Veith hosted a discussion not too long ago in which Arch Books were commended for their faithfulness to Scripture and a consistent Christocentrism. Great. No, really, great. But here's my deep dark secret: I hope we never get another one in a Christmas stocking or Easter basket. Tell all the truth, but tell it slant rhyme? In one metrically botched line after another? For little kids?? This is terrible for an audience in the formative years of literacy.
I'm told that the editors of the series in their quest for doctrinal impeccability are pretty brutal with authors--but these are not complicated metrical schemes we're working with here. I know, because I can usually correct them off the top of my head as I read through them with the babies, and it doesn't even begin to require dogmatic compromises (although some Arch specimens are such poetic train wrecks that correcting them would require a real investment of time, and probably an Enigma machine). It's time to kill some darlings down at CPH. People who make aesthetic arguments for the liturgy shouldn't be compromising when it comes to any creative conveyance of the Word. Aren't we the ones always shouting about the medium being the message? Lex orandi and all that?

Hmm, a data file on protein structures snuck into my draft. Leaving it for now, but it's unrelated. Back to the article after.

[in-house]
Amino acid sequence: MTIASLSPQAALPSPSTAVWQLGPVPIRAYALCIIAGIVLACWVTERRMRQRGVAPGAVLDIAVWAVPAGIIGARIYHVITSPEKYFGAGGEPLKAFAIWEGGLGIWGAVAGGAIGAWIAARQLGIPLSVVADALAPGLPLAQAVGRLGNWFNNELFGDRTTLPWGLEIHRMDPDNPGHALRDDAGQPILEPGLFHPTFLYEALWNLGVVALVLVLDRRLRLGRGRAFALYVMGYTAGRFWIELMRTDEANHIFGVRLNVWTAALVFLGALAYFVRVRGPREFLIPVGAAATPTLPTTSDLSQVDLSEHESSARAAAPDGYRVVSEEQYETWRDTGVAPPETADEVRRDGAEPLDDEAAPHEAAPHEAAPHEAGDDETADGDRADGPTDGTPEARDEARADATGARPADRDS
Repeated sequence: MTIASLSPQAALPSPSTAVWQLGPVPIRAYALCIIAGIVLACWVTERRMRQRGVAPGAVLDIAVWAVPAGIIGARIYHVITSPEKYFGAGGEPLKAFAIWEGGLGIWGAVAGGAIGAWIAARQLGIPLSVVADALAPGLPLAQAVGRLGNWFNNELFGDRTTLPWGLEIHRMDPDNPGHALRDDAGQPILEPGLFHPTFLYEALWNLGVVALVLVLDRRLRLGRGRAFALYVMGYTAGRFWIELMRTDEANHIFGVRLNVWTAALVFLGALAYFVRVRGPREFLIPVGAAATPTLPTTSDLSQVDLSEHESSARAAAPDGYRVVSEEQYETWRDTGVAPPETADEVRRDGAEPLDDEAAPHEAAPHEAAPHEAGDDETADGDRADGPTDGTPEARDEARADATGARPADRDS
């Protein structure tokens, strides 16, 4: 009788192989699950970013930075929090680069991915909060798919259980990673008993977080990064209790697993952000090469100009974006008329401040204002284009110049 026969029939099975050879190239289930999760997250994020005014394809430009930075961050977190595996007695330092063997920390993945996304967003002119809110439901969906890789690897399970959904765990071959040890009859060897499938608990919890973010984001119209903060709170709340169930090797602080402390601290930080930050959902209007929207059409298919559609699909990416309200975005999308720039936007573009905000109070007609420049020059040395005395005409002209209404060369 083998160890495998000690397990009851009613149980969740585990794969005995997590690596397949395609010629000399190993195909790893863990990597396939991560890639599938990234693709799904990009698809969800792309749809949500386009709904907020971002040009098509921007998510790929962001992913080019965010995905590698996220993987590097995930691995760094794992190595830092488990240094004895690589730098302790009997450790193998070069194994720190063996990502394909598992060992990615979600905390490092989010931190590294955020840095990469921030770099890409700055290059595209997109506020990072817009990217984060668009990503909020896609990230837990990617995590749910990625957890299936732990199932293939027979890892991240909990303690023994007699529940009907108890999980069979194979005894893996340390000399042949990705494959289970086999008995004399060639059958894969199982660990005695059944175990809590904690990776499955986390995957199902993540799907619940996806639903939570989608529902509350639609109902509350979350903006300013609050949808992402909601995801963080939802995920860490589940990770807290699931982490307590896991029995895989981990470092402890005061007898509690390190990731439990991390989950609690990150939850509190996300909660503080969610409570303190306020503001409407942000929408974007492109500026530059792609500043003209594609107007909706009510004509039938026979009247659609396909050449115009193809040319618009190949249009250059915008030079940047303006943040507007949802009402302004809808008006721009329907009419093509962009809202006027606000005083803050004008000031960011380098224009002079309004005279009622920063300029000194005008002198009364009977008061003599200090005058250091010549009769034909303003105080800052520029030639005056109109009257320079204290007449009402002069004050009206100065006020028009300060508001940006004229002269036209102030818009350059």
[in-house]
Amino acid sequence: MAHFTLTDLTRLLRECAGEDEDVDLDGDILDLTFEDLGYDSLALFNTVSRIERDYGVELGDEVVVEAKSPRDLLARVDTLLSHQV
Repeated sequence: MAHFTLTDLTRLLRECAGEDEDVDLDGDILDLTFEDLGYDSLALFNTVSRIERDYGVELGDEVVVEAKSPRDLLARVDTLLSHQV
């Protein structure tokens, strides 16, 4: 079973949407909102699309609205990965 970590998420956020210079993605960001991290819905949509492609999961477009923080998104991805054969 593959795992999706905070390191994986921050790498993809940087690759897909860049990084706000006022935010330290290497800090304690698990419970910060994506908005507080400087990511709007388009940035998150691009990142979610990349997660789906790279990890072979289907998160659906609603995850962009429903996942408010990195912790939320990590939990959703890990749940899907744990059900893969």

We have a cute little book from Tyndale with nary a blunder in rhythm or rhyme. Heavy on the Law and low on Jesus, but at least it's easy on the ears, as ostensibly rhyming poetry for children should be. It figures that those rational Calvinists would be able to pull off a regular meter, but surely there's someone within the Church of the Augsburg Confession who could keep us from looking like a bunch of idiots who can't come up with a word to rhyme with "Mary," or else rearrange the line so as to avoid the problem without employing five extra syllables. In the meantime, we'll just stick to our Child's Garden of Bible Stories for our Scriptural literacy curriculum, or, if we're really desperate, old Heilige Schrift.